Tax Hints for Overseas Pro Basketball Players

You’re facing some big financial decisions and filing taxes needs to be a priority. Some American athletes are playing a dangerous game with the Internal Revenue Service (IRS) by not complying with U.S. tax laws. Others are passing up valuable opportunities to receive refunds from their host countries.

As Americans, no matter where we earn money, we are required to report our worldwide income on our U.S. income tax returns. Additionally, the U.S. Department of Treasury requires Americans to report their foreign bank accounts. Failure to do so can result in fines as much as half the account value.

Certified Public Accountants (CPAs) who are fluent with the international aspects of the tax code can help you navigate the complex rules. They also understand the provisions in the U.S. tax code which provide relief from double taxation for international athletes.

Here are a few tips we give our international basketball clients:

1. Make sure you obtain official foreign earnings statements and paystubs from your team. These forms show what you earned and how much foreign taxes were paid on your behalf (equivalent to U.S. Form W-2). For example, BEFORE you come home after the 2016-17 season, make sure your team provides you with your 2016 annual wage and tax statement. These are usually available by the end of January. For the months played in 2017, be sure to have your last paystub, showing what you earned thus far as well as the taxes paid year-to-date. In early 2018, obtain your 2017 official foreign earnings statement for that part of the season. Always keep each of your paystubs to prove what you earned and the taxes paid.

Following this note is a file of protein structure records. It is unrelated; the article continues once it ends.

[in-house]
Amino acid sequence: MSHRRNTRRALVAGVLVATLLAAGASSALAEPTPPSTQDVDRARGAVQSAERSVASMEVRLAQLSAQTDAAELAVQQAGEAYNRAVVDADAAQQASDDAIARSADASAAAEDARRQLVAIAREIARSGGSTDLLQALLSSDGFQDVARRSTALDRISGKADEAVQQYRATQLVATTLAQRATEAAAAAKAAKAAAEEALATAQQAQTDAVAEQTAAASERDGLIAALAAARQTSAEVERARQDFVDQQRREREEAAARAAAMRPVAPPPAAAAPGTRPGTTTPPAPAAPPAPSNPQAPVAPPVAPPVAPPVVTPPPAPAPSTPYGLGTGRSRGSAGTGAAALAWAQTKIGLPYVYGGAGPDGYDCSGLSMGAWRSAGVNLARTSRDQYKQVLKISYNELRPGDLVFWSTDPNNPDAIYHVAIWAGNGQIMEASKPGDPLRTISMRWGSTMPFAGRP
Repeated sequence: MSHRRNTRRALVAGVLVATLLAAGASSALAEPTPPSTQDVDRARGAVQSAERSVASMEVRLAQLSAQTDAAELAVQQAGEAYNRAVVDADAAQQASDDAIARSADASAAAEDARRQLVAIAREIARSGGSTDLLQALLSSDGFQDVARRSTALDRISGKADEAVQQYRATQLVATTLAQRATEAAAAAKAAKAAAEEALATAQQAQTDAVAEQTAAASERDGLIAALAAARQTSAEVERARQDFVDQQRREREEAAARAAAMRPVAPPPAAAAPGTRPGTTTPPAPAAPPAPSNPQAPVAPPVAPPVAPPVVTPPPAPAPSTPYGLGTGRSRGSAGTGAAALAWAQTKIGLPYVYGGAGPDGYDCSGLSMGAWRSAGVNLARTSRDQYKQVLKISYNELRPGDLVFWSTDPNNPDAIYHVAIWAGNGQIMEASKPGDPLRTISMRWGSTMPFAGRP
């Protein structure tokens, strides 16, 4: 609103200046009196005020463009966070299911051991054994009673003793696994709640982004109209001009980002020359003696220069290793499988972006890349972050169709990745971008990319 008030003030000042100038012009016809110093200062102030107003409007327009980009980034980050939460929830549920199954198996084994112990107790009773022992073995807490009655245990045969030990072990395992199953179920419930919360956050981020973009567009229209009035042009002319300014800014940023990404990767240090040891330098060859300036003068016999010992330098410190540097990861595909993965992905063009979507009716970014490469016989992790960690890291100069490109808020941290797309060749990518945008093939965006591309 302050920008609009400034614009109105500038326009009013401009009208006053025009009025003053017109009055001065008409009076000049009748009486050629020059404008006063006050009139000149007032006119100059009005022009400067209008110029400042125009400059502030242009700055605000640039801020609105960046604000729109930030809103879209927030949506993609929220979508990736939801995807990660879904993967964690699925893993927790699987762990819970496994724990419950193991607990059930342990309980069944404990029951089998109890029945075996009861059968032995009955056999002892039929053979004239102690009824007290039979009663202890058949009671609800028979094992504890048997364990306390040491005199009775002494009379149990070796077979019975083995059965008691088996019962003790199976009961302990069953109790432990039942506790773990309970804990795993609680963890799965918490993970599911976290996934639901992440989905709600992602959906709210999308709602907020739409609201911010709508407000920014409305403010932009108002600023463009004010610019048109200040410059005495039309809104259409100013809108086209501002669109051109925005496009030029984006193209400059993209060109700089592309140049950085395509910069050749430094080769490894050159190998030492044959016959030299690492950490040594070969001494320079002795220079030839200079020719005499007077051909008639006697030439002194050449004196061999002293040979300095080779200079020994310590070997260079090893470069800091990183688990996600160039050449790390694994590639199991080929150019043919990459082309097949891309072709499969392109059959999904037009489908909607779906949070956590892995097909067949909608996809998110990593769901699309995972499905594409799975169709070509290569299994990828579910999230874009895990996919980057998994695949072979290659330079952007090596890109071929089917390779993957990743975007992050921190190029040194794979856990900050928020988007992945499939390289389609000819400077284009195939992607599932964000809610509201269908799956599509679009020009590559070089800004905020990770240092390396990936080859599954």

2. Retain a copy of all your overseas playing contracts. These contracts supplement your wage statements and help to detail what you were supposed to get paid in the respective calendar years.

3. Keep a copy of all receipts for any basketball-related expenses that you incur. This includes things like agent fees, training expenses, sports equipment, and travel costs that you incur as a professional athlete. We provide our clients with a questionnaire that reminds them what expenses are possibly deductible; however, it is easier to track these expenses as they incur during the year, as opposed to having to scour bank and credit card statements to try to identify deductions.

Remember that paying taxes is an obligation of every American. Failing to declare what you earned to the IRS is a form of tax evasion. The penalties can be quite severe, including jail time and hefty fines. Make sure you are in the headlines for your successes on the court and not for being a victim of the IRS global crackdown on people who hide their offshore income or accounts.

For more information or to speak with an experienced tax professional knowledgeable about international taxes for overseas pros, please call us at (804) 557-2648, e-mail TaxPro@ProSportCPA.com, or visit www.ProSportCPA.com. ProSport CPA is the leading tax firm exclusively for professional athletes, serving more than 150 professional basketball players. Good luck with your pro career!

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